MK Shimon Peres and Minister Ziad Abu-Zayyad: Questions of Peace and Dialogue
This article reports on the Palestine-Israel Journal's public event on November 30, 1999, at the Notre Dame Center in Jerusalem, following our issue on "Towards Statehood"
(Vol. VI, No. 2, 1999).

Dr. Edy Kaufman (Truman Institute, chairperson of B'Tselem) welcomed the speakers on behalf of the Editorial Board. He thanked the Journal's donors, including the Government of Belgium (which financed this issue), the European Commission, the British Council (Foreign and Commonwealth Office) and the Swedish International Development Authority (SIDA). He then asked MK Shimon Peres, Israeli minister for regional cooperation, to make his short opening remarks, saying that, for this audience, such a distinguished speaker needs no lengthy words of introduction.

Shimon Peres: First let me say that peace cannot be only between two nations but must be regional, for we cannot detach ourselves in any way from the position in the region. If the region lives in economic and social backwardness, we will not have peace but, instead, we will live in misery, in hatred, in want, and in danger. Ours is a period in which, while the infrastructure must be regional, the economy must be global, for items like pollution, water sources, transportation and tourism know no borders. Old economies were national, new economies are global.
Next, a peace that is merely diplomatic won't hold water. We need an economic peace as well, for this is an age of communications, of powerful public opinion, of media, the Internet, and satellites; and without the people, war and peace cannot be waged in our day. People everywhere are now sick and tired of diplomats exploiting photo opportunities on TV. They ask, What does it mean for us, not for the diplomats? They want to see the fruits, and peace can no longer be a service to the glory of the leaders, but must be an answer to the needs of the people. We cannot have "pieces of peace" in different parts of the region. It must be comprehensive, geographically all-embracing, adapted economically to a changing region, answering the call and the challenge of the new generation in the region.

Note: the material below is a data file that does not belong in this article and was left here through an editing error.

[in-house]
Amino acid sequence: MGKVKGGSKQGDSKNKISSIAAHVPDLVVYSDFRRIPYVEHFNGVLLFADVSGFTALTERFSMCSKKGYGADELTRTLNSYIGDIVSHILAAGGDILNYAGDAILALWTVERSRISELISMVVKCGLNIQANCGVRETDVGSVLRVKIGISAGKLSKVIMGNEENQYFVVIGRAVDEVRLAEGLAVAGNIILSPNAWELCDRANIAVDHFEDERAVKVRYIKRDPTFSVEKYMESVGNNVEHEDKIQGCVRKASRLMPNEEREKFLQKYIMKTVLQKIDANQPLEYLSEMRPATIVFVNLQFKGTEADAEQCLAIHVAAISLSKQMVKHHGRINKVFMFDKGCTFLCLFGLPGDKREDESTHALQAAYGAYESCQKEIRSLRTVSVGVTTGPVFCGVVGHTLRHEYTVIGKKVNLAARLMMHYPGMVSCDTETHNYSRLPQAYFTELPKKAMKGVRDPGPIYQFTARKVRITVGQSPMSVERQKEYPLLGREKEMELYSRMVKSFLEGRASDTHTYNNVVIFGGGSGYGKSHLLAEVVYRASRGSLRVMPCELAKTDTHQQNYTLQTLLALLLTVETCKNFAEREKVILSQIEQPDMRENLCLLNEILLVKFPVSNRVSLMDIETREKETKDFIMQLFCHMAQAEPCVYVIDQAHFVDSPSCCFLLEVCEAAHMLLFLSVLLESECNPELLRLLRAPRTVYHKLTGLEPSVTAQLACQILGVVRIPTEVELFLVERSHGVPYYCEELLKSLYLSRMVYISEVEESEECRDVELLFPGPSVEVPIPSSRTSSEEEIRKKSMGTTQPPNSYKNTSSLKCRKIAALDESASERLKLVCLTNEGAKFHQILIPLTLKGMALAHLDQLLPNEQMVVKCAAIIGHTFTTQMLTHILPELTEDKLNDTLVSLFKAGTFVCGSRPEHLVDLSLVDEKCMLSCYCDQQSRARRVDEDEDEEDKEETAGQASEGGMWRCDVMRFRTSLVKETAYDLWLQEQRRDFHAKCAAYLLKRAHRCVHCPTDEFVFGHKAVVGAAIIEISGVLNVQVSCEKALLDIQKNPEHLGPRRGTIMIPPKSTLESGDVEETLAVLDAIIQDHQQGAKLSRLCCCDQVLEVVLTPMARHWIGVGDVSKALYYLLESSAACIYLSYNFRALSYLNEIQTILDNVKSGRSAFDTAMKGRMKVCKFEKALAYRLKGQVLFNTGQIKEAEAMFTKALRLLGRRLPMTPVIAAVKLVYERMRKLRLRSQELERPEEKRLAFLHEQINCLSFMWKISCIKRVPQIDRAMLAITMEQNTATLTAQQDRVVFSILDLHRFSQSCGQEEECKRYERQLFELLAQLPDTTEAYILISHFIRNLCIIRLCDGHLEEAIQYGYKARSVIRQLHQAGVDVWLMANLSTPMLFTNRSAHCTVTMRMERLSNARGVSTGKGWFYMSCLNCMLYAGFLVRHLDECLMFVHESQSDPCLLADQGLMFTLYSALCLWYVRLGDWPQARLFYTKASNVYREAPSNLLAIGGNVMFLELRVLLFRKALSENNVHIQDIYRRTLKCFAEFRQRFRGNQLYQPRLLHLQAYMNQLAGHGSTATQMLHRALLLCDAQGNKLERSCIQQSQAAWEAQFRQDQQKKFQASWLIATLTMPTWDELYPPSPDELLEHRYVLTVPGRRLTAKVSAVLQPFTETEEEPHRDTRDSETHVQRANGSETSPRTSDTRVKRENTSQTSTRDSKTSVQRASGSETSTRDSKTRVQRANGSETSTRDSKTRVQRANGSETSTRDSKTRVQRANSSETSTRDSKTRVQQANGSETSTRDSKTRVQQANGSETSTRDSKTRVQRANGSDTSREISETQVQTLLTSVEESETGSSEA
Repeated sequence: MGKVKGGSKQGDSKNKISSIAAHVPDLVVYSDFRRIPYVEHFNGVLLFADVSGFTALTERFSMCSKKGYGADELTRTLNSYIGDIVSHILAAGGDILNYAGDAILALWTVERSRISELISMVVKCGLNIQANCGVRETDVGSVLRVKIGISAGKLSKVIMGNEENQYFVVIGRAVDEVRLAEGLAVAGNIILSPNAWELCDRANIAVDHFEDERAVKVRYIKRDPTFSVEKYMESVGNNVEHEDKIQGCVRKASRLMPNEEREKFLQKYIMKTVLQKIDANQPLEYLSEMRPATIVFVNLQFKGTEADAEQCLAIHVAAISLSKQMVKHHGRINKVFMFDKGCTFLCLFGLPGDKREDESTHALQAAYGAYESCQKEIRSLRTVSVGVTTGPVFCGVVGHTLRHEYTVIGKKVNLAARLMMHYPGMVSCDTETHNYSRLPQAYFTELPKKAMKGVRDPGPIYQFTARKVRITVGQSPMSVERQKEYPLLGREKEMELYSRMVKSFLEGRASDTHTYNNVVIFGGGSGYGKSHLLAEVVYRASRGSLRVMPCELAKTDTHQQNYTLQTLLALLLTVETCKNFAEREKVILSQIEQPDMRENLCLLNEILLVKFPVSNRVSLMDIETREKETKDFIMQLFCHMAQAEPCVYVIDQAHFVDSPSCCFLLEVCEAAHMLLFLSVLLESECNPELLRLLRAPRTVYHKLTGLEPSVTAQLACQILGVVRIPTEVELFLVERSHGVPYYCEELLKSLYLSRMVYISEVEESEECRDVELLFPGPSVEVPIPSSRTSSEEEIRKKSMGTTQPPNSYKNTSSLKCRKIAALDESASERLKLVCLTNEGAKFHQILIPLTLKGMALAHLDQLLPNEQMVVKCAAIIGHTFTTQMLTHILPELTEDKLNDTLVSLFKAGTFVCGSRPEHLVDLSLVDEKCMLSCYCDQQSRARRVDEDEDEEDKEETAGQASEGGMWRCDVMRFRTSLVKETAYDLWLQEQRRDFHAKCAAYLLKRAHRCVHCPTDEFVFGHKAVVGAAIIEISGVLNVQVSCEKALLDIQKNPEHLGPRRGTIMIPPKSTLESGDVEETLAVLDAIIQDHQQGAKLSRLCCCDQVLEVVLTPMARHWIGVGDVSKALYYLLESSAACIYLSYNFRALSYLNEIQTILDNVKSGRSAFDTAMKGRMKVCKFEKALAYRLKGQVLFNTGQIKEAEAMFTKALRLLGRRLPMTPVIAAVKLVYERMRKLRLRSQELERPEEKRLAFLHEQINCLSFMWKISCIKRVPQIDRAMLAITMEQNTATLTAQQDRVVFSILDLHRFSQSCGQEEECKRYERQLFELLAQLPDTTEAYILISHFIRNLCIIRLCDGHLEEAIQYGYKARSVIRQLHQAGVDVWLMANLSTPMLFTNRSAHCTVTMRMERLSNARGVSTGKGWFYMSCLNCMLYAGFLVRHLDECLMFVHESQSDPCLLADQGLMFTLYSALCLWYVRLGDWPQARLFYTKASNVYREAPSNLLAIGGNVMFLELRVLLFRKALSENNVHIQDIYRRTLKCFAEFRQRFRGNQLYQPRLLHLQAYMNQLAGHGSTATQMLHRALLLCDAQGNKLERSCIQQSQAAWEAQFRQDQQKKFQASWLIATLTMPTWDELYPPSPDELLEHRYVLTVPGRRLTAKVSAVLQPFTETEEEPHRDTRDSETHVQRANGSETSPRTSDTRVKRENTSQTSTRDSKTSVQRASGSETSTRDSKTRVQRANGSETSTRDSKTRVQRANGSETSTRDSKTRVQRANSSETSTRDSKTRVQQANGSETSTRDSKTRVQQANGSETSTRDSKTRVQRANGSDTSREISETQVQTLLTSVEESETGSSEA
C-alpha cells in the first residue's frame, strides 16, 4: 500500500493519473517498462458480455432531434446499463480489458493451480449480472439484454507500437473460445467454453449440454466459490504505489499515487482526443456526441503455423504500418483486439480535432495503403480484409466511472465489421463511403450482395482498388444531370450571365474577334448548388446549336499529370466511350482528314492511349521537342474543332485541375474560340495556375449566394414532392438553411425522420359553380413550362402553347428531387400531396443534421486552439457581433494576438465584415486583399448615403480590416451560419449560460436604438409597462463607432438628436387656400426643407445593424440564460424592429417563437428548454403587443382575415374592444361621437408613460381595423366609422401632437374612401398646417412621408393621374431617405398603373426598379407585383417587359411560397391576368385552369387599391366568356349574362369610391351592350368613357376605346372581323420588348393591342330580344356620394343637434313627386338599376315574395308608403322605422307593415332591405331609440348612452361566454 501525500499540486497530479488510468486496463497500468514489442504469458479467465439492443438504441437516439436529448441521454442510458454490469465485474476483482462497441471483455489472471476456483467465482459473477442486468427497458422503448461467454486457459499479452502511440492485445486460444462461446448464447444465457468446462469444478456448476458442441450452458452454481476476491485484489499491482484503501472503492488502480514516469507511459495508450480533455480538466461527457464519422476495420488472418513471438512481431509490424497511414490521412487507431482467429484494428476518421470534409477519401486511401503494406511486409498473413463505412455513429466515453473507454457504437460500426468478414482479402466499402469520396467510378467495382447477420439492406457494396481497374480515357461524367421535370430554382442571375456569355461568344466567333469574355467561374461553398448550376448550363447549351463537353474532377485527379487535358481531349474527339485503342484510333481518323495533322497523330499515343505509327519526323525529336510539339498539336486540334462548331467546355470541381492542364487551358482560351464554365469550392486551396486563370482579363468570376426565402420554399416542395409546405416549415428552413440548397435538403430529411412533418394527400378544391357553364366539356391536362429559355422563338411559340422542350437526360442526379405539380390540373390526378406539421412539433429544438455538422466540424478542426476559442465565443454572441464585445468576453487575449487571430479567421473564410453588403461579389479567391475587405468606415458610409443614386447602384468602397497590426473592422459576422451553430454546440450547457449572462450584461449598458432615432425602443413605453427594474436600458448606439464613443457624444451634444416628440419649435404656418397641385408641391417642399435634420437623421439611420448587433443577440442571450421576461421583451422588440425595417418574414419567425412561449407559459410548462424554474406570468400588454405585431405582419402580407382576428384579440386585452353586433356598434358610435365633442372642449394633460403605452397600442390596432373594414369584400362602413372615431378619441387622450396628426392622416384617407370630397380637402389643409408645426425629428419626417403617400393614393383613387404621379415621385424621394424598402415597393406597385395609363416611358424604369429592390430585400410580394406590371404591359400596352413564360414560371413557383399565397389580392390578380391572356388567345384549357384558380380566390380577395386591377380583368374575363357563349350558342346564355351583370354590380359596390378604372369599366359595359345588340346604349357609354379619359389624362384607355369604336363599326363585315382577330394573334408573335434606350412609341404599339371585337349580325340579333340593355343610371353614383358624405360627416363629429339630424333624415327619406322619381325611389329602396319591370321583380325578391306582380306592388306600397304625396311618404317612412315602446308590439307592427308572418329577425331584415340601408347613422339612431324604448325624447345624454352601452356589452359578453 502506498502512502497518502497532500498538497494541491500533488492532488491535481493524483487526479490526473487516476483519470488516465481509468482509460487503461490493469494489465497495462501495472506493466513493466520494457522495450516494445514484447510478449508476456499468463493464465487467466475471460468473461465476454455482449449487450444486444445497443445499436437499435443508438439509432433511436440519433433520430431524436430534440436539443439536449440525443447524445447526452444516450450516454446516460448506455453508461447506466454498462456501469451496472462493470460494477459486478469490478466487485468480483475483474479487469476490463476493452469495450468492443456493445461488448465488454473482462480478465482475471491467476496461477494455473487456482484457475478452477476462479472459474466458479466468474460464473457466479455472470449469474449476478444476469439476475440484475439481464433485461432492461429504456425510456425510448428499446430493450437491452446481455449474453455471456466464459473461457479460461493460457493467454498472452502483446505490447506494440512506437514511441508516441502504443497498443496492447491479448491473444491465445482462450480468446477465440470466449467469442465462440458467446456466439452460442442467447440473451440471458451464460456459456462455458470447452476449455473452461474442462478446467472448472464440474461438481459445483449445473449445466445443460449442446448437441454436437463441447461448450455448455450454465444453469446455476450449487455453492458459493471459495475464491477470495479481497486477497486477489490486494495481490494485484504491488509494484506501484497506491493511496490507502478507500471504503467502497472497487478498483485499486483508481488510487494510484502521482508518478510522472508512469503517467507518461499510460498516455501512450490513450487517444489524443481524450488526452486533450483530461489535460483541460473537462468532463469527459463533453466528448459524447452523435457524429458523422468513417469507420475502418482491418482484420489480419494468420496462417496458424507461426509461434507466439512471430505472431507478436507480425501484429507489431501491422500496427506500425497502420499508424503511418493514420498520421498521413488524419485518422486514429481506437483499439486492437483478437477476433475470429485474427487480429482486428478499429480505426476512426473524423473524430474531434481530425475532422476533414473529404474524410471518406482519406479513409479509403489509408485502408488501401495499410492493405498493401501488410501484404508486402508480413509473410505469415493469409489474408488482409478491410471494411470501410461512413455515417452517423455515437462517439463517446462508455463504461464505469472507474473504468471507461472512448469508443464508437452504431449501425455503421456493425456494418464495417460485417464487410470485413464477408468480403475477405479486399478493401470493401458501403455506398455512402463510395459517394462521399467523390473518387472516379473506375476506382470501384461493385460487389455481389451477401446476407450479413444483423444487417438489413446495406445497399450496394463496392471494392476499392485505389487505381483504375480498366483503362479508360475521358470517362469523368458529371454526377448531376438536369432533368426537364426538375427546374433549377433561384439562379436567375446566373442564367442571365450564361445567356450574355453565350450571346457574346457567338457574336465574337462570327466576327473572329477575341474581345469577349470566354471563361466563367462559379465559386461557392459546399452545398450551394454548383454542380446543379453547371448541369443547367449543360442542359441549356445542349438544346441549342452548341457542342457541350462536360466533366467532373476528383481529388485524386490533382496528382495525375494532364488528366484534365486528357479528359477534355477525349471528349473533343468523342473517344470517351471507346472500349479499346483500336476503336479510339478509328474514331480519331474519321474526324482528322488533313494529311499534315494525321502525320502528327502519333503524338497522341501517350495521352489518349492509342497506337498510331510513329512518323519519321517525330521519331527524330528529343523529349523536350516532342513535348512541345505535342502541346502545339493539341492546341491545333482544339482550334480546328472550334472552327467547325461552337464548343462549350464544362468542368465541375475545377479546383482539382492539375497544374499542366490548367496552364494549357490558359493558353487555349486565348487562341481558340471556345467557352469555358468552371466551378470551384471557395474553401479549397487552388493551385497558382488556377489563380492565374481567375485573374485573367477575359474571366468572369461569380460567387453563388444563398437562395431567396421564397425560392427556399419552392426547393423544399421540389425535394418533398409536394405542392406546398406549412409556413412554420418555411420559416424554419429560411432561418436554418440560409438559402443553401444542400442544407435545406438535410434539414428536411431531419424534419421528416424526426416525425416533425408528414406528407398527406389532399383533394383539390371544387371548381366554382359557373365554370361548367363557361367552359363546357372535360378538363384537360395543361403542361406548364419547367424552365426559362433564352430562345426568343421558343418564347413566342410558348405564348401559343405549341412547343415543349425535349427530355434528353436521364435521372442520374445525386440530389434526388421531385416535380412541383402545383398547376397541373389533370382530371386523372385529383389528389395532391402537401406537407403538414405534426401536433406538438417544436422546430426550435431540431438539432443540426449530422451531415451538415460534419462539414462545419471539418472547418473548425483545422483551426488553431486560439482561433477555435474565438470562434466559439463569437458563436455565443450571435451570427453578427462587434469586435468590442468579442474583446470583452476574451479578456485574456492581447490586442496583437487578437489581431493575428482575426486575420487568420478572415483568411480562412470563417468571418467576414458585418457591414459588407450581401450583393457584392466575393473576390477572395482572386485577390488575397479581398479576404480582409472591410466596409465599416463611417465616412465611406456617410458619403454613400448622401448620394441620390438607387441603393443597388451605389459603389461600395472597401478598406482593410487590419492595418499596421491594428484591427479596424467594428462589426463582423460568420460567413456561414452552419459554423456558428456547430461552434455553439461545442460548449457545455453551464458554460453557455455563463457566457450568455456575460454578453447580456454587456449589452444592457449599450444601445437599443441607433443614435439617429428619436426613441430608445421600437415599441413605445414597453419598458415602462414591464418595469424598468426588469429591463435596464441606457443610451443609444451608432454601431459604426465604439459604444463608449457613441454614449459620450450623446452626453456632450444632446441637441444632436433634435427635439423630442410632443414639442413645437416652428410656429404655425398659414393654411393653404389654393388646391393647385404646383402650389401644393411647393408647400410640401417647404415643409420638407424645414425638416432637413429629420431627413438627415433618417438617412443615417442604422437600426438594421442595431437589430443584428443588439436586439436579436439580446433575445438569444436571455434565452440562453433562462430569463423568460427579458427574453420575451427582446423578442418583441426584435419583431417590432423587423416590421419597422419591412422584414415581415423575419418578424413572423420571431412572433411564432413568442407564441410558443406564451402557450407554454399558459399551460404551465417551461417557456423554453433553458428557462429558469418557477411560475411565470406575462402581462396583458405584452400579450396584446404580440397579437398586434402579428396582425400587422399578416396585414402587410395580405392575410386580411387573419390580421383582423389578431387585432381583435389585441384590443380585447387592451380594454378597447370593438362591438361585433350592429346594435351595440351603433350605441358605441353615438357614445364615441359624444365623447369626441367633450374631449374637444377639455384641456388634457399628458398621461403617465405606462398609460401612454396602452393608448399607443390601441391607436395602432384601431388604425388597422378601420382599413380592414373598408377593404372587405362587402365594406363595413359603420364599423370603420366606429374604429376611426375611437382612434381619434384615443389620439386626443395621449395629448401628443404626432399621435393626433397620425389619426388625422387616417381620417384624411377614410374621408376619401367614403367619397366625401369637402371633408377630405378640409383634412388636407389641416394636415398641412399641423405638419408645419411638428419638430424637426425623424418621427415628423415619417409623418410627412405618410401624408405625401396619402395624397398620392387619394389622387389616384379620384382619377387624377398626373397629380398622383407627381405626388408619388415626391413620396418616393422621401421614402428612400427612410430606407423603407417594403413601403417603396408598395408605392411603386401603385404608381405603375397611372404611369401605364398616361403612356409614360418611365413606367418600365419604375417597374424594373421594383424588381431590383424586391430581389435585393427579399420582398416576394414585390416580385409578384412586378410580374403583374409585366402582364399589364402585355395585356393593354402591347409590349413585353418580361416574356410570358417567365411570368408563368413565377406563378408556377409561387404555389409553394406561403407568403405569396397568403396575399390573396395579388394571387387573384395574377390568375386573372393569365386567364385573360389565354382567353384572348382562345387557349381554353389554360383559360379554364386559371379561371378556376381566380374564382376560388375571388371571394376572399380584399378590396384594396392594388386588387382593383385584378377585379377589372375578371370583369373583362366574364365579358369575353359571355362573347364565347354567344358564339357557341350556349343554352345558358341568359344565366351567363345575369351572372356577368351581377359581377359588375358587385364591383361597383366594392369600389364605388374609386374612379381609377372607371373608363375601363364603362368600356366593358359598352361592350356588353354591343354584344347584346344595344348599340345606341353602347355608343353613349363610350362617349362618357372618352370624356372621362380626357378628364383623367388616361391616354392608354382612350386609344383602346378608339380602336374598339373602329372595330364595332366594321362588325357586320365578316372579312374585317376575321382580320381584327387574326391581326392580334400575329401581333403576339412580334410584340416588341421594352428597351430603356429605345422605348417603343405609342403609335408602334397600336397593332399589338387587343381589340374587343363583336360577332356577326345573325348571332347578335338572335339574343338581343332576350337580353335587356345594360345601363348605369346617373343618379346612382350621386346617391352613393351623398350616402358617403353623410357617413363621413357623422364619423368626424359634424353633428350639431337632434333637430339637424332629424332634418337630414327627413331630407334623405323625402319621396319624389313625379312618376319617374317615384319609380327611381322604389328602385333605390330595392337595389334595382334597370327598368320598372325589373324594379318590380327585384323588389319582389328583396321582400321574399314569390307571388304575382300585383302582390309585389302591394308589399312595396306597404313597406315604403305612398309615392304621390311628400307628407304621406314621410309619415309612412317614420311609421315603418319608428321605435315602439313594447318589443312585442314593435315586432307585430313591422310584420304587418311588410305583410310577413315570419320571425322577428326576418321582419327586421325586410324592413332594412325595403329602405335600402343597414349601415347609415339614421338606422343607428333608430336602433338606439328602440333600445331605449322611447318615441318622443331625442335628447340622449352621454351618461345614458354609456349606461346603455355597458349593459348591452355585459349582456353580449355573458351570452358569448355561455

Finally, people ask me if I am an optimist. What is an optimist? If a person is optimistic only about himself, he is not optimistic but egocentric. An optimist is one who is optimistic about other people, can understand that the mothers of others care about their children as we do, that they have had enough, like us, of war and want.
Objectively, there is no longer a need for war because the world went from an economy of land to an economy of brains. Brains are not limited geographically; they don't wear a uniform; wisdom is not conquered by armies. The U.S.A. increased its economy several fold over the last decades not because the country grew sevenfold in area, but because of new means of production, of development, of research, and of new harnessing of the capacity of the people. This can also happen elsewhere and can show the direction of our answers to the conflicts of the past and to the promise of the future.

Edy Kaufman: Ziad Abu-Zayyad will now make his opening remarks. He is Minister of State in the Palestinian National Authority (PNA), co-founder of the Journal and a man who, over the years, has made a special contribution to Palestinian-Israeli dialogue.